Being a college quarterback is a very had job, but being a first year college quarterback is even tougher. Young signal-callers must come in and learn an entire new offense, be with a new QB coach that may want to change their fundamentals and earn the trust of the team and coaches, all while being a student.
Yet each year we see a few freshman quarterbacks come in and either win a starting job like Wes Lunt did at Oklahoma State, or at least contend for time like Gunner Kiel did during Notre Dame's training camp. Since the 2013 quarterback class looks like a good crop, this piece will focus on predicting what each top 10 QB prospect will do during their first year of college.
Perhaps the best ball handler of the top-tier QB prospects, Greenlee is a 6'2", 190-pound field general.
He has a good command of his offense, great field vision, accuracy with the ball and excels at prime ball placement.
He hasn't decided on a college yet, but right now his two prime options are likely Fresno State and Wisconsin.
First year college projection: Redshirt year
Swoopes is a great athlete with a 6'4", 220-pound frame. He has great mobility and play speed, and can make plays with his arm and legs.
The only knocks on the Texas pledge are his limited reps as a passer and need for mechanic refinement. Swoopes has a high ceiling, but he'll need time to work on his ability to read defenses in the pre- and post-snap phases and hi mechanics in the pocket.
First year of college projection: Redshirt year or possible Wildcat QB role
I really dig Olsen's game because he's a steady 6'3, 190-pound signal-caller that can really throw his receivers open. He anticipates openings in windows well and has a solid arm that throws a pretty accurate ball.
Headed to Miami, Olsen is the QB of the future for Al Golden, so his first year could go two ways: Golden could either decide the future is now and roll with Olsen over the incumbents or choose to gradually ease the New Jersey native into the fold.
First year of college projection: Contend for time, possible back up
Ramsey used the off-season to increase his reps as a passer. He has limited film of making routine throws because of his high school's offensive style, but the 6'3", 190-pounder possesses great arm strength.
With his raw talent and greatly improved accuracy, Ramsey has a bright future. Once he gets into an offense and has more time to get keen on reading defenses and playing mental chess, he should be good to go at Georgia.
First year of college projection: Redshirt year
Woulard won the MVP at the Elite 11 Finals, which really says something. The 6'3", 205-pound Florida QB prospect has shown improved field vision, throwing instincts, anticipation of coverage voids and a command of his offensive scheme.
Committed to South Florida, I think Woulard has a chance to be better than B.J. Daniels. There will be a climb for him up the depth chart in Tampa, but Woulard has a high ceiling.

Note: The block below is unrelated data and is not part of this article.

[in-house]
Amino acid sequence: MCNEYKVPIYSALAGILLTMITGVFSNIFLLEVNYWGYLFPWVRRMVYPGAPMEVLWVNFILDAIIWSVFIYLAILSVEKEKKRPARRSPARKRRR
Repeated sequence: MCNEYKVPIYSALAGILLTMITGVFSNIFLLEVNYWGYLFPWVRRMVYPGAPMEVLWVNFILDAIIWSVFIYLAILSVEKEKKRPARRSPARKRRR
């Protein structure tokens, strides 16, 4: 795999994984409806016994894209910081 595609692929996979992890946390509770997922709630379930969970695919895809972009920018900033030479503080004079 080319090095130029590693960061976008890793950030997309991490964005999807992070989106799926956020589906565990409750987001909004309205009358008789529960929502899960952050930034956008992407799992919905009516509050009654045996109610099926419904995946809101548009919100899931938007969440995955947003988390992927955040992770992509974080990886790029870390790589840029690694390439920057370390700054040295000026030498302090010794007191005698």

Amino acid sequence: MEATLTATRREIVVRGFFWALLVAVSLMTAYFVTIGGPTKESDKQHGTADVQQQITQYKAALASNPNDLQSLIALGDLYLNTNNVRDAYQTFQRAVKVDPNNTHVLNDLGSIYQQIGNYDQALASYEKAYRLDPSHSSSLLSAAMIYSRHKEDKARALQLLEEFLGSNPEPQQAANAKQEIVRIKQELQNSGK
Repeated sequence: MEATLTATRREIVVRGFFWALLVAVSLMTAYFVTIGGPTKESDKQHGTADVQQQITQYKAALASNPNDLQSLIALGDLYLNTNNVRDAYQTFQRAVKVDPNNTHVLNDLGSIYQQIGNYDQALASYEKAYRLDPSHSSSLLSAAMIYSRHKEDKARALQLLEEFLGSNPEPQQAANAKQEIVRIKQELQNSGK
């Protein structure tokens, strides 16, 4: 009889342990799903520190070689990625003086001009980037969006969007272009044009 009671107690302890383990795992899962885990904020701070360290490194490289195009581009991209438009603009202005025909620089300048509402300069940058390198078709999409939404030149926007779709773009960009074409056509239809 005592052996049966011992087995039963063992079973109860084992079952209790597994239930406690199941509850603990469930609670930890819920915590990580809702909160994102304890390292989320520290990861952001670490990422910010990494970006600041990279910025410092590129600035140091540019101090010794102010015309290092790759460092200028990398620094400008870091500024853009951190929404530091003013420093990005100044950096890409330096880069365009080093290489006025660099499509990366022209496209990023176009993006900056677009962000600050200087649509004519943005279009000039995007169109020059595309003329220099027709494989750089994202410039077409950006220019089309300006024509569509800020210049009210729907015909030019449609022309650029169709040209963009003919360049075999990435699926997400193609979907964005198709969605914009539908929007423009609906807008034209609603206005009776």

First year of college projection: Challenge for playing time
A 6'5", this 220-pound pocket passer from Virginia has the size you covet for your QB. Burns can see over the rush, has very few issues with tipped passes and can successfully deliver the football to his downfield targets.
Burns has a good arm to attack all three levels of the defense, throws with solid ball placement to his targets and is a pretty deceptive athlete. Burns is committed to Stanford.
First year of college projection: Redshirt year to learn the system
Bateman may have the strongest arm in the country, proven by the way the ball explodes out of his hand in each throw. He's a 6'3", 205-pound prospect from Utah.
Bateman will have to adjust to the speed of the college game. It was evident during his first day at The Opening that he was not used to playing against a speedy and athletic opposition on a consistent basis. Overall, he has excellent arm talent, good accuracy and big time potential to be the best QB of the Nick Saban-era at Alabama.
First year of college projection: Redshirt year
Morris has outstanding set-up quickness and he can get the football downfield at anytime in his drops. He shows a quick release and powerful delivery to go along with his 6'3", 190-pound frame.
Morris has good moxie and charisma, which will help him be a good leader. His accuracy has improved, but it will need to make another jump at Michigan, where he is perceived as the future face of the program.
First year of college projection: Possible starter
Hackenberg has a very quick release and can get the football out at a 3/4 angle. He stands at 6'3", weighs 215 pounds and is a great passer and ball handler.
Headed to Penn State, Hackenberg has the talent to be the best QB Happy Valley has seen in quite some time. In fact, he could be an immediate starter for Bill O'Brien.
First year of college projection: Possible immediate starter
Browne is great in the pre-snap and post-snap phase of reading defensive front seven alignments, back end rotations and coverage schemes. He is a 6'5", 215-pounder from Washington who has a super quick release and great accuracy.
Browne has above-average arm strength and can pitch the football with both fastballs and changeups. He's committed to USC and is on track to enroll early for spring practice next year.
First year of college projection: Challenge for starting job
Edwin Weathersby has worked in scouting/player personnel departments for three professional football teams, including the New York Giants, Cleveland Browns and the Las Vegas Gladiators of the Arena League. He spent a year evaluating prep prospects & writing specific recruiting and scouting content articles for Student Sports Football (now ESPN Rise-HS). A syndicated scout and writer, he's also contributed to WeAreSC.com, GatorBait.net and Diamonds in the Rough Inc., a College Football and NFL Draft magazine.